Mary’s response to God’s promise was three-fold. First, she believed it. Second, she received and embraced it — she submitted her will to the Lord’s, aligning her heart to desire for herself what God desired for her.  And, finally, she worshipped the Lord and gave thanks to Him for His promise, an outward sign and overflow of her inward work of believing:
 “I am the Lord’s servant,” Mary answered. “May your word to me be fulfilled.”      . . . And Mary said: “My soul glorifies the Lord and my spirit rejoices in God my Savior, for he has been mindful of the humble state of his servant.” (Luke 1:38, 46-48. See also John 6:29).
When Zechariah’s son was born, he followed Mary’s example. He believed and embraced God’s promise, and worshipped Him for it: “Praise be to the Lord, the God of Israel . . . .” (Luke 1:64, 68).  The difference, however, is that Zechariah believed God after the fact, while Mary believed Him before the promise was fulfilled. Her faith expressed itself in a “confidence” of what she hoped for, and in an “assurance” of what she did not see. (Hebrews 11:1).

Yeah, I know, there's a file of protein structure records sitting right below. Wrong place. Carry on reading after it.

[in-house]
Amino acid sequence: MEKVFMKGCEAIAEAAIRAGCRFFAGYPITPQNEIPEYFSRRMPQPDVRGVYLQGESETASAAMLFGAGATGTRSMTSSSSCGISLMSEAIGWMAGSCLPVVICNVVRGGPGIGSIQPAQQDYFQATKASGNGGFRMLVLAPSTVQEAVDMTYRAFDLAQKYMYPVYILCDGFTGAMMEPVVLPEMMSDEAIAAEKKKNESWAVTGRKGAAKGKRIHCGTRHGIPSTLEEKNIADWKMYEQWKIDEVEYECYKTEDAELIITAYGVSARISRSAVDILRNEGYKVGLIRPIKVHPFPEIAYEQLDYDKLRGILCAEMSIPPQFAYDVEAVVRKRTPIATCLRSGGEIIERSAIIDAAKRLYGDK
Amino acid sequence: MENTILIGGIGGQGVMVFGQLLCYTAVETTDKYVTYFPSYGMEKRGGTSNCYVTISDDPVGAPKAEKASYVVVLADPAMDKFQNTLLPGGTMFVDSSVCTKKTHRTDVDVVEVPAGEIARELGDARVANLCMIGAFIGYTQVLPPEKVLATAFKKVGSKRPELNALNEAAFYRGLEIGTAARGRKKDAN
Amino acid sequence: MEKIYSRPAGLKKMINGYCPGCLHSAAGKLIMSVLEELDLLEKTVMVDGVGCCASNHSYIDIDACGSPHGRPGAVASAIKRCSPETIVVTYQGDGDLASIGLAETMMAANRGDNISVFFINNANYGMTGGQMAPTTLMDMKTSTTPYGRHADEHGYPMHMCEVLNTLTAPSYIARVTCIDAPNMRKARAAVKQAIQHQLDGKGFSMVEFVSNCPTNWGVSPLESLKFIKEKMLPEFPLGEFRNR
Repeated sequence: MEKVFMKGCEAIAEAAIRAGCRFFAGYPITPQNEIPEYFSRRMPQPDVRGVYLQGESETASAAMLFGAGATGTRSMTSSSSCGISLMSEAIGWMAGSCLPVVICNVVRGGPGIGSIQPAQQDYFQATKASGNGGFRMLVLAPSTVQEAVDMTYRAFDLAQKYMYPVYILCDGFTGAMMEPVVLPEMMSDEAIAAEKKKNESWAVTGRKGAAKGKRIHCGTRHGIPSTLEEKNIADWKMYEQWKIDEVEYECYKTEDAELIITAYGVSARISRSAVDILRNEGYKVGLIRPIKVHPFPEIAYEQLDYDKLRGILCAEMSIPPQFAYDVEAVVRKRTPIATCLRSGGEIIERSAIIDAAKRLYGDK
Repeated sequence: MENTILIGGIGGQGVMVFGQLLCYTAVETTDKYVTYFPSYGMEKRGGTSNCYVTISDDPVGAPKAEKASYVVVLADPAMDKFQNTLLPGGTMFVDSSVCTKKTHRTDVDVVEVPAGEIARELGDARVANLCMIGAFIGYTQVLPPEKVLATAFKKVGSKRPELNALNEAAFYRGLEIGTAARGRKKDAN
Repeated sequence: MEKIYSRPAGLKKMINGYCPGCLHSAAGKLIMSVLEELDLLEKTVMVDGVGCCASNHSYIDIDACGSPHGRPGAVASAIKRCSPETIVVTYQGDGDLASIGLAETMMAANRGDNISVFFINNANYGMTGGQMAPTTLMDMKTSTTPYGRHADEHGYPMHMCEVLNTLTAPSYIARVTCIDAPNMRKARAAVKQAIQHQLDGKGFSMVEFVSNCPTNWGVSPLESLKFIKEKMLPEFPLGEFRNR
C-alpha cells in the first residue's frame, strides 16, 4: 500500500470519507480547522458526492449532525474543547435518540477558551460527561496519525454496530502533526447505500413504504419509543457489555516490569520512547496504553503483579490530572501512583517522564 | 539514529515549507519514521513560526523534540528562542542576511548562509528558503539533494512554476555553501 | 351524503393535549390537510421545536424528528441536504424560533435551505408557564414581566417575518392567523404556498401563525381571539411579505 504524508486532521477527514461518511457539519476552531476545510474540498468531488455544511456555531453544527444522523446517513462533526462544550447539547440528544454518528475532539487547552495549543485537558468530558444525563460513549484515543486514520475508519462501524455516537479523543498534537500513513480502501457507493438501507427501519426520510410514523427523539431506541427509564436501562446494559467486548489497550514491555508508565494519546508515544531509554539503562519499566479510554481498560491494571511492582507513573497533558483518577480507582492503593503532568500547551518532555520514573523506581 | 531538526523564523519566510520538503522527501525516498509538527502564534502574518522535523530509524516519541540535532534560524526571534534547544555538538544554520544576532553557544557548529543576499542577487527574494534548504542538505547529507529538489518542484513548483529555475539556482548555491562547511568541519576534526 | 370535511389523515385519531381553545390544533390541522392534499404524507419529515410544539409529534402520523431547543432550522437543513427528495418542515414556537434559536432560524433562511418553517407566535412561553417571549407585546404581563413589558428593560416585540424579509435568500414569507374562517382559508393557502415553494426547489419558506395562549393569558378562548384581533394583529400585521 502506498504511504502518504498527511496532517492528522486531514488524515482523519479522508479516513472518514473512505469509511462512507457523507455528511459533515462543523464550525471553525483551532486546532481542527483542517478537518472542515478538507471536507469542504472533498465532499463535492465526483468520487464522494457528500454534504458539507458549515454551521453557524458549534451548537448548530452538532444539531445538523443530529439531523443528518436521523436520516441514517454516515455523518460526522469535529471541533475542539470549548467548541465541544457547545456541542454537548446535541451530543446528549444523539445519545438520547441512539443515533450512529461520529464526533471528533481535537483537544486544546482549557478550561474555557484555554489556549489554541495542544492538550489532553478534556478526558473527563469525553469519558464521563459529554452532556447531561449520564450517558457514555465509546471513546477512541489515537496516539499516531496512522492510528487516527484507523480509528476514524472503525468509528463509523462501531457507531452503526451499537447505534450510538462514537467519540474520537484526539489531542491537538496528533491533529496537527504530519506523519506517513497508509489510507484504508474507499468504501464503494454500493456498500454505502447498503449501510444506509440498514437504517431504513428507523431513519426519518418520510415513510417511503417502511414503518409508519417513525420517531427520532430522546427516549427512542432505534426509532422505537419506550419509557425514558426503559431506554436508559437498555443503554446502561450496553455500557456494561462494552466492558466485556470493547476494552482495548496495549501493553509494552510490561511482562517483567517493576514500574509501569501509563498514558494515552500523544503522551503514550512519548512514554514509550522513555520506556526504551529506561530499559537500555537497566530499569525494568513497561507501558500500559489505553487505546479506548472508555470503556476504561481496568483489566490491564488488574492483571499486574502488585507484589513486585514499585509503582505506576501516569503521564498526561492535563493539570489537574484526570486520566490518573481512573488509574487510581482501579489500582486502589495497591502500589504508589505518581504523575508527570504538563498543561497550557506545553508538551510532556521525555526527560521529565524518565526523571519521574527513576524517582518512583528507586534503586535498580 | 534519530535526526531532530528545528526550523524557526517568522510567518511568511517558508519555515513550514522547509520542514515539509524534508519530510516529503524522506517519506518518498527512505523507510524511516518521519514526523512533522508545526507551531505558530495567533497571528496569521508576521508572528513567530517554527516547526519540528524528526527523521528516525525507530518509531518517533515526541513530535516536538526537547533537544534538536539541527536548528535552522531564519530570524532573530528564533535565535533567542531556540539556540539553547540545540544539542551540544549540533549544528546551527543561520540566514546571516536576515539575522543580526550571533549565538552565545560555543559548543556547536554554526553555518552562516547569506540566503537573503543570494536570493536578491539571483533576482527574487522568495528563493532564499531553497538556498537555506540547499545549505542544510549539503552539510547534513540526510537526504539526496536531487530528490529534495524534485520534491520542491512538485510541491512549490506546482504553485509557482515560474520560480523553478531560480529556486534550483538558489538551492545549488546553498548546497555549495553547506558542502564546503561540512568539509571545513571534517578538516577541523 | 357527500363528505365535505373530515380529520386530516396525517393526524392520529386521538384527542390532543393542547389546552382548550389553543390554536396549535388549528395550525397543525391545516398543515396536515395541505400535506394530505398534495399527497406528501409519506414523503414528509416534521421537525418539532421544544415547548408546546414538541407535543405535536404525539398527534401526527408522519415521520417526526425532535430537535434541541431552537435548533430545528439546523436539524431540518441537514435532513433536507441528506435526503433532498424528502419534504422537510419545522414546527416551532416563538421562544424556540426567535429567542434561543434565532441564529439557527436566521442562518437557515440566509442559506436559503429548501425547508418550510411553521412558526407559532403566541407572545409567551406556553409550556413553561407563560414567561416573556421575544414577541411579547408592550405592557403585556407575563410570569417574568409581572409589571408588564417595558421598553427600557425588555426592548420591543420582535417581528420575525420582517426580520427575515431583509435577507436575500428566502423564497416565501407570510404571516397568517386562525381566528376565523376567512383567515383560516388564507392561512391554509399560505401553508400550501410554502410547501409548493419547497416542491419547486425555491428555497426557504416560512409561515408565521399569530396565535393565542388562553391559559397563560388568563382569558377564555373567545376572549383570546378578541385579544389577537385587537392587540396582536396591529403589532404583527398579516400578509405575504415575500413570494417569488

God fulfilled the seemingly impossible promises He made to Zechariah and Mary, and He will do the same for you and me. “For no word from God will ever fail.” (Luke 1:37). Between the declaration of the promise and its fulfillment, however, we must together do the hard work of believing and declaring that which is not as though it were!
Heavenly Father, I pray that you would encourage us, reminding us of the promises You have made to us and that not a single word You have spoken to us will ever fail.  May Your promises no longer overwhelm us with a bitter disappointment and cynicism that is fueled by doubt.  Instead, may Your promises fill us with a joyous anticipation, an unshakeable hope, and an unwavering assurance that is sustained by our faith in You and in Your goodness. Amen.